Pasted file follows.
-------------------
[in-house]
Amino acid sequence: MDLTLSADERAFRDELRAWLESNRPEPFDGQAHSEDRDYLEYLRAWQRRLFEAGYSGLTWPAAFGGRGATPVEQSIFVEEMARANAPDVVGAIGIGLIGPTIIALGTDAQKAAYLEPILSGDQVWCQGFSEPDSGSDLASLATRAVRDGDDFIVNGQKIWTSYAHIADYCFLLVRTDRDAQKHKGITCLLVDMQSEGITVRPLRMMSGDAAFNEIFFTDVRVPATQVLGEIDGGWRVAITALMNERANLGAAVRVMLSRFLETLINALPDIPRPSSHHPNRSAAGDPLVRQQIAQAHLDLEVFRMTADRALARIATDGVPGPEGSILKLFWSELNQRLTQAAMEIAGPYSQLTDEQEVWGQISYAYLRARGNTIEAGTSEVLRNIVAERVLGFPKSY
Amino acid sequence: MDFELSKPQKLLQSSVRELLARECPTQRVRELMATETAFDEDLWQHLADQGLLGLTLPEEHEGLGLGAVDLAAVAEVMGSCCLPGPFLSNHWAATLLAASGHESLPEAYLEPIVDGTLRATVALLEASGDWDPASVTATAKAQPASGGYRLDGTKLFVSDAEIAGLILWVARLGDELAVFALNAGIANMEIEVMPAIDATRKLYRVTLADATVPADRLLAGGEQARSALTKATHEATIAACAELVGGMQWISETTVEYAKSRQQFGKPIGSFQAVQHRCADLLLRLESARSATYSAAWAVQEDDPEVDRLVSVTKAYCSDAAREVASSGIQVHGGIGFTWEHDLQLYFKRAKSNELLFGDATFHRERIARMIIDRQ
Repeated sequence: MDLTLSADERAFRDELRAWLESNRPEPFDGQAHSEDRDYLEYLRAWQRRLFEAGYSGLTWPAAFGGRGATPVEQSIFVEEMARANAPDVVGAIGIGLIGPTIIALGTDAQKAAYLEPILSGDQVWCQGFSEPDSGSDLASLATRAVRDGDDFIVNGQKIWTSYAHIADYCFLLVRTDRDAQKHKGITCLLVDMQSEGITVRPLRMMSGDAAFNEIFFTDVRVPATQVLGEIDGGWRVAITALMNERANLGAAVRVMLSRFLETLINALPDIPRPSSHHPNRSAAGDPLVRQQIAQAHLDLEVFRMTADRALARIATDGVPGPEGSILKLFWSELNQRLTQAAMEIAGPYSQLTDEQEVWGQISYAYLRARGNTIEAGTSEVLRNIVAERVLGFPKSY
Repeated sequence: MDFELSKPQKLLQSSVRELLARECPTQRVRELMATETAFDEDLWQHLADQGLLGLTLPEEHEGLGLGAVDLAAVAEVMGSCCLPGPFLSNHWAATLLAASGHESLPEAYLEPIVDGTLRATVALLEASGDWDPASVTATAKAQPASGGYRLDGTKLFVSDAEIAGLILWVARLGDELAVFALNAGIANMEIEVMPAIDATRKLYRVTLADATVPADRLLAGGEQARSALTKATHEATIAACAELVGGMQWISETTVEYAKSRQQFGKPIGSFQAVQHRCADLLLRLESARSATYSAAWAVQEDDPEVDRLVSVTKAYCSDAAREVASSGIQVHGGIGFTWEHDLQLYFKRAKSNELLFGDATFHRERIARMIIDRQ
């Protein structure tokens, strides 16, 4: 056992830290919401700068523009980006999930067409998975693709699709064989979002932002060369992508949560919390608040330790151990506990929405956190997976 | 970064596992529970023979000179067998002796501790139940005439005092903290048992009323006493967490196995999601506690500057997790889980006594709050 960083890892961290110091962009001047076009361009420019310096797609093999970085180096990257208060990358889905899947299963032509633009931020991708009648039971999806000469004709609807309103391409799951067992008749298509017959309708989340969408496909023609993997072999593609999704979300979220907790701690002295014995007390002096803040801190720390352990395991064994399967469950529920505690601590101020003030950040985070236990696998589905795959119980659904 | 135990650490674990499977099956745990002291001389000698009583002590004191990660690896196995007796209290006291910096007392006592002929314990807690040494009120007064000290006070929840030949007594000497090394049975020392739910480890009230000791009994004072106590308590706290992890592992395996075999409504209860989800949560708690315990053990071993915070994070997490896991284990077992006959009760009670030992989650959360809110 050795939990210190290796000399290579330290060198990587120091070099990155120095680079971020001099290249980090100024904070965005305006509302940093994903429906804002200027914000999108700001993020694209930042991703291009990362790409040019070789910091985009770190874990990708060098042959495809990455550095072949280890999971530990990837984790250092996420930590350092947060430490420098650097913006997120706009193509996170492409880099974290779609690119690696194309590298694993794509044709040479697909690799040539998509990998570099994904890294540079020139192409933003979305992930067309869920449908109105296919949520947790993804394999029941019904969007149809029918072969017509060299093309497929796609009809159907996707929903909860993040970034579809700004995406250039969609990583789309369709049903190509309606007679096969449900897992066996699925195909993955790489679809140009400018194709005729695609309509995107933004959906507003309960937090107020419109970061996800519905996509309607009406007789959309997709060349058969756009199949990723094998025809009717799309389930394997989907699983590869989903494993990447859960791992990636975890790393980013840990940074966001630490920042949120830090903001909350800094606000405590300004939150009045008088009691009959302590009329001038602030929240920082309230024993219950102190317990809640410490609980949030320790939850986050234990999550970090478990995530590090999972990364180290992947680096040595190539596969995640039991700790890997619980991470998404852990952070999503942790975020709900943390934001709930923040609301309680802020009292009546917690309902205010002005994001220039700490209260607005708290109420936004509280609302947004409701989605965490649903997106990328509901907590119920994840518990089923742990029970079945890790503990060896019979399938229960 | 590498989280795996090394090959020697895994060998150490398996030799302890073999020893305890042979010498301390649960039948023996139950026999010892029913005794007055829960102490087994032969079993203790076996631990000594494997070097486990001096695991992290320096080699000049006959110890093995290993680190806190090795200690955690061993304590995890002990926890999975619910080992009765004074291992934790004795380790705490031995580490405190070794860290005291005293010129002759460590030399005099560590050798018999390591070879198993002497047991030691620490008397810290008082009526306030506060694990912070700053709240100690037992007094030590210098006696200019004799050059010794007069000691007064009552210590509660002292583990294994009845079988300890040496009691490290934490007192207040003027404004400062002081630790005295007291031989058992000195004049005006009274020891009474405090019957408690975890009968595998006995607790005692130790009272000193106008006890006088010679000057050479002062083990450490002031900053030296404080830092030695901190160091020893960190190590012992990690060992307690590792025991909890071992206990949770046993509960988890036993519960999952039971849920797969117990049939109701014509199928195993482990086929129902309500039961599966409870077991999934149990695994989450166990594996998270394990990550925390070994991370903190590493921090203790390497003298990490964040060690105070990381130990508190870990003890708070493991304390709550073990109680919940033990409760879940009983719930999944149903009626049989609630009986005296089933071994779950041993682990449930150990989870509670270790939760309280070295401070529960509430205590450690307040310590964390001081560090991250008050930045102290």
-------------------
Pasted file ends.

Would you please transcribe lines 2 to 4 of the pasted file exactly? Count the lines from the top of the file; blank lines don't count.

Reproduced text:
Amino acid sequence: MDLTLSADERAFRDELRAWLESNRPEPFDGQAHSEDRDYLEYLRAWQRRLFEAGYSGLTWPAAFGGRGATPVEQSIFVEEMARANAPDVVGAIGIGLIGPTIIALGTDAQKAAYLEPILSGDQVWCQGFSEPDSGSDLASLATRAVRDGDDFIVNGQKIWTSYAHIADYCFLLVRTDRDAQKHKGITCLLVDMQSEGITVRPLRMMSGDAAFNEIFFTDVRVPATQVLGEIDGGWRVAITALMNERANLGAAVRVMLSRFLETLINALPDIPRPSSHHPNRSAAGDPLVRQQIAQAHLDLEVFRMTADRALARIATDGVPGPEGSILKLFWSELNQRLTQAAMEIAGPYSQLTDEQEVWGQISYAYLRARGNTIEAGTSEVLRNIVAERVLGFPKSY
Amino acid sequence: MDFELSKPQKLLQSSVRELLARECPTQRVRELMATETAFDEDLWQHLADQGLLGLTLPEEHEGLGLGAVDLAAVAEVMGSCCLPGPFLSNHWAATLLAASGHESLPEAYLEPIVDGTLRATVALLEASGDWDPASVTATAKAQPASGGYRLDGTKLFVSDAEIAGLILWVARLGDELAVFALNAGIANMEIEVMPAIDATRKLYRVTLADATVPADRLLAGGEQARSALTKATHEATIAACAELVGGMQWISETTVEYAKSRQQFGKPIGSFQAVQHRCADLLLRLESARSATYSAAWAVQEDDPEVDRLVSVTKAYCSDAAREVASSGIQVHGGIGFTWEHDLQLYFKRAKSNELLFGDATFHRERIARMIIDRQ
Repeated sequence: MDLTLSADERAFRDELRAWLESNRPEPFDGQAHSEDRDYLEYLRAWQRRLFEAGYSGLTWPAAFGGRGATPVEQSIFVEEMARANAPDVVGAIGIGLIGPTIIALGTDAQKAAYLEPILSGDQVWCQGFSEPDSGSDLASLATRAVRDGDDFIVNGQKIWTSYAHIADYCFLLVRTDRDAQKHKGITCLLVDMQSEGITVRPLRMMSGDAAFNEIFFTDVRVPATQVLGEIDGGWRVAITALMNERANLGAAVRVMLSRFLETLINALPDIPRPSSHHPNRSAAGDPLVRQQIAQAHLDLEVFRMTADRALARIATDGVPGPEGSILKLFWSELNQRLTQAAMEIAGPYSQLTDEQEVWGQISYAYLRARGNTIEAGTSEVLRNIVAERVLGFPKSY